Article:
Q: I just added a new RAID array to my server and want to move my transaction log. What's the easiest way to do move this device?
Moving devices in SQL Server is simple, but you have to know the trick. Generally, you don't learn how to move devices until you have to, and then only after too many unrewarding hours of trying to find the answer. You can find the answer in SQL Server Books Online, but as always, how fast you find the answer depends on how well you pose the question.
The trick is to understand how SQL Server stores and uses device information. A row in master..sysdevices represents each device; the row stores the fully qualified name of the OS file where it stores the device. When NT starts the MSSQL service, SQL Server reads the sysdevices.phyname column and activates each device.
Moving a device to a new location on your server is as simple as changing the fully qualified path stored in the phyname column. SQL Server will read the new location at startup, and all will be well in your SQL Server universe.
You can modify the path information by hand or use the stored procedure provided in Books Online, which you can find by searching for sp_movedevice. Or you can follow these steps:
1. Back up your master database. Always perform this backup before monkeying around with a system table.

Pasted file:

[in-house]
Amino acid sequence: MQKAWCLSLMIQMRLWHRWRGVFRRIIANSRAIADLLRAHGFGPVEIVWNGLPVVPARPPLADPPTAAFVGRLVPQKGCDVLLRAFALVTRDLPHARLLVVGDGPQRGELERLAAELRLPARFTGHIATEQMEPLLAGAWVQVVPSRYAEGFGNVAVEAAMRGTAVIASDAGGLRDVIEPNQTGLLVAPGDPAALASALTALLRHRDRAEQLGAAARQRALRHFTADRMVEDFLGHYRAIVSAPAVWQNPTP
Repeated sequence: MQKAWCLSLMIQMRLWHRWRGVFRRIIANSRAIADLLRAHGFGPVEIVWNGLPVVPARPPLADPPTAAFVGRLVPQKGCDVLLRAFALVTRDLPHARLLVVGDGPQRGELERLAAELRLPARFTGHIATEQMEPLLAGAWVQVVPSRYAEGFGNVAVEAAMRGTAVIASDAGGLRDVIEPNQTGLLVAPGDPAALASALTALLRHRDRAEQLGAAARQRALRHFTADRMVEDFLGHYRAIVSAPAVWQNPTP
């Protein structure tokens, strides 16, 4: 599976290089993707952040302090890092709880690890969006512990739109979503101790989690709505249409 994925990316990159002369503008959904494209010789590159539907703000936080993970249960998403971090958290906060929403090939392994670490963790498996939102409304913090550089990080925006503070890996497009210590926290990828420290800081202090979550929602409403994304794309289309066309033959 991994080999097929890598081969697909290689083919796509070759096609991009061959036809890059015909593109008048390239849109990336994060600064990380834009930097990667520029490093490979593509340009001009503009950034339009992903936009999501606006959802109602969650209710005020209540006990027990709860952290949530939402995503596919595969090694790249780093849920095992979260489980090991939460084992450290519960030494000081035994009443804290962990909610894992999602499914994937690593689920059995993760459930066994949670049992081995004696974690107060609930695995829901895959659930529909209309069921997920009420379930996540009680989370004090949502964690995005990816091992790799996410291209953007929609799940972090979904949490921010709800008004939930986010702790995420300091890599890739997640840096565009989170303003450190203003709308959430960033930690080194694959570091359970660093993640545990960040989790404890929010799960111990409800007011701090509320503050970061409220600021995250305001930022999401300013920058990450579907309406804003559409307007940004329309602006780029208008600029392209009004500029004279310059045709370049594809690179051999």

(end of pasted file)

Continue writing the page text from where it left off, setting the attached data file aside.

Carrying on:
2. Create sp_movedevice in your master database: Copy the procedure script from Books Online, paste the script into a query window in ISQL/W or SQL Enterprise Manager, and then run it.
3. Execute sp_movedevice, passing in the device name and new path location.
The following example moves the Really
BigDB device from c:\mssql\dataReally
BigDB.dat to d:\mssql\data\ ReallyBig
sp_movedevice ReallyBigDB, to d:\mssql\data\ReallyBigDB.dat)
4. Stop and start the MSSQL service.
Caution: Your server won't start if you use this technique to move the master device, and the procedure won't stop you ("Are you sure...?") from doing something really dumb, such as specifying a drive location that doesn't exist.
Q: How do I change the location of my master device?
Moving the master device, the mother of all devices, requires an extra step to the sequence we discussed in the previous question. SQL Server bootstraps itself by reading configuration information found in the master database, which the master device contains. You might be wondering, "How does SQL Server know where to find the master device if its location is stored in the master database, and SQL Server can't access the master database until SQL Server finds the master device and initializes itself?"